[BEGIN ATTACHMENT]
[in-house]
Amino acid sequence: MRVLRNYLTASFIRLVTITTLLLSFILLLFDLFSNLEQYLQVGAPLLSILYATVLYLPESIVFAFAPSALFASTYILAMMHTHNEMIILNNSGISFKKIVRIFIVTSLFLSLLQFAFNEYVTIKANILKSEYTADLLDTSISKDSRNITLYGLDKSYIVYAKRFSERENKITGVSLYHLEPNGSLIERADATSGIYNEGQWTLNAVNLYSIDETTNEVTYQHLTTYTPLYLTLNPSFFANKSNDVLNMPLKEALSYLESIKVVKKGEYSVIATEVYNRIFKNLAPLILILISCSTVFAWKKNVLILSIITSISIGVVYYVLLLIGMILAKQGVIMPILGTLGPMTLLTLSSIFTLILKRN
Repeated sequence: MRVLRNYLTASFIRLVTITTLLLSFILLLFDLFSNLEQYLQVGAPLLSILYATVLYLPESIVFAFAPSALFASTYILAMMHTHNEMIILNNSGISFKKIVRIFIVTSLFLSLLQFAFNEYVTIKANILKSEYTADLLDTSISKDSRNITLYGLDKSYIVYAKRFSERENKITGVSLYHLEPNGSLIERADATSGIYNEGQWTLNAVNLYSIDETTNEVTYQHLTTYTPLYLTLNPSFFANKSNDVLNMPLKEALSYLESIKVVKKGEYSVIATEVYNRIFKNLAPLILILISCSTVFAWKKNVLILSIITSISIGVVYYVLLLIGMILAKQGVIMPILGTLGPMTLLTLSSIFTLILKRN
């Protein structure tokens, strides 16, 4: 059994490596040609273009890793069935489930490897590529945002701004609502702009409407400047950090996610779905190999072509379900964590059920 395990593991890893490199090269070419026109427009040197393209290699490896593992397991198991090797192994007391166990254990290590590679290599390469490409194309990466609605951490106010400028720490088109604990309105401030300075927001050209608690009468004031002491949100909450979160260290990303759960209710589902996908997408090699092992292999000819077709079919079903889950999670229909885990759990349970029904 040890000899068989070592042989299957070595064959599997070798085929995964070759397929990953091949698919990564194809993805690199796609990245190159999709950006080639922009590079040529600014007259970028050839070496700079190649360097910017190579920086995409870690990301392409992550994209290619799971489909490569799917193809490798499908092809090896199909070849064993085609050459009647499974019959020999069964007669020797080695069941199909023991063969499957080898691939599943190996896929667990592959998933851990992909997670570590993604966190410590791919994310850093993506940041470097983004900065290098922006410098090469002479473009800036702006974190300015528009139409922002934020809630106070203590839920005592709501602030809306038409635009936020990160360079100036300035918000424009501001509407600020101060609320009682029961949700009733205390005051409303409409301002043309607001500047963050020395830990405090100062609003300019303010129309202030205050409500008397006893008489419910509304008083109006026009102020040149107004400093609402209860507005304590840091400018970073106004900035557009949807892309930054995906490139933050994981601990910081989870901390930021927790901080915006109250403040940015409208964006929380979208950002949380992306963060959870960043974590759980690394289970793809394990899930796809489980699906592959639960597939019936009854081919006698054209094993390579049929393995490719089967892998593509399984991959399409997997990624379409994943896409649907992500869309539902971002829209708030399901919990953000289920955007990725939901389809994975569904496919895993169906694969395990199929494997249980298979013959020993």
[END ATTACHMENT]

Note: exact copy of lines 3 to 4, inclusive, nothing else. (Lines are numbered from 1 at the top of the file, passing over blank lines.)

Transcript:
Repeated sequence: MRVLRNYLTASFIRLVTITTLLLSFILLLFDLFSNLEQYLQVGAPLLSILYATVLYLPESIVFAFAPSALFASTYILAMMHTHNEMIILNNSGISFKKIVRIFIVTSLFLSLLQFAFNEYVTIKANILKSEYTADLLDTSISKDSRNITLYGLDKSYIVYAKRFSERENKITGVSLYHLEPNGSLIERADATSGIYNEGQWTLNAVNLYSIDETTNEVTYQHLTTYTPLYLTLNPSFFANKSNDVLNMPLKEALSYLESIKVVKKGEYSVIATEVYNRIFKNLAPLILILISCSTVFAWKKNVLILSIITSISIGVVYYVLLLIGMILAKQGVIMPILGTLGPMTLLTLSSIFTLILKRN
């Protein structure tokens, strides 16, 4: 059994490596040609273009890793069935489930490897590529945002701004609502702009409407400047950090996610779905190999072509379900964590059920 395990593991890893490199090269070419026109427009040197393209290699490896593992397991198991090797192994007391166990254990290590590679290599390469490409194309990466609605951490106010400028720490088109604990309105401030300075927001050209608690009468004031002491949100909450979160260290990303759960209710589902996908997408090699092992292999000819077709079919079903889950999670229909885990759990349970029904 040890000899068989070592042989299957070595064959599997070798085929995964070759397929990953091949698919990564194809993805690199796609990245190159999709950006080639922009590079040529600014007259970028050839070496700079190649360097910017190579920086995409870690990301392409992550994209290619799971489909490569799917193809490798499908092809090896199909070849064993085609050459009647499974019959020999069964007669020797080695069941199909023991063969499957080898691939599943190996896929667990592959998933851990992909997670570590993604966190410590791919994310850093993506940041470097983004900065290098922006410098090469002479473009800036702006974190300015528009139409922002934020809630106070203590839920005592709501602030809306038409635009936020990160360079100036300035918000424009501001509407600020101060609320009682029961949700009733205390005051409303409409301002043309607001500047963050020395830990405090100062609003300019303010129309202030205050409500008397006893008489419910509304008083109006026009102020040149107004400093609402209860507005304590840091400018970073106004900035557009949807892309930054995906490139933050994981601990910081989870901390930021927790901080915006109250403040940015409208964006929380979208950002949380992306963060959870960043974590759980690394289970793809394990899930796809489980699906592959639960597939019936009854081919006698054209094993390579049929393995490719089967892998593509399984991959399409997997990624379409994943896409649907992500869309539902971002829209708030399901919990953000289920955007990725939901389809994975569904496919895993169906694969395990199929494997249980298979013959020993």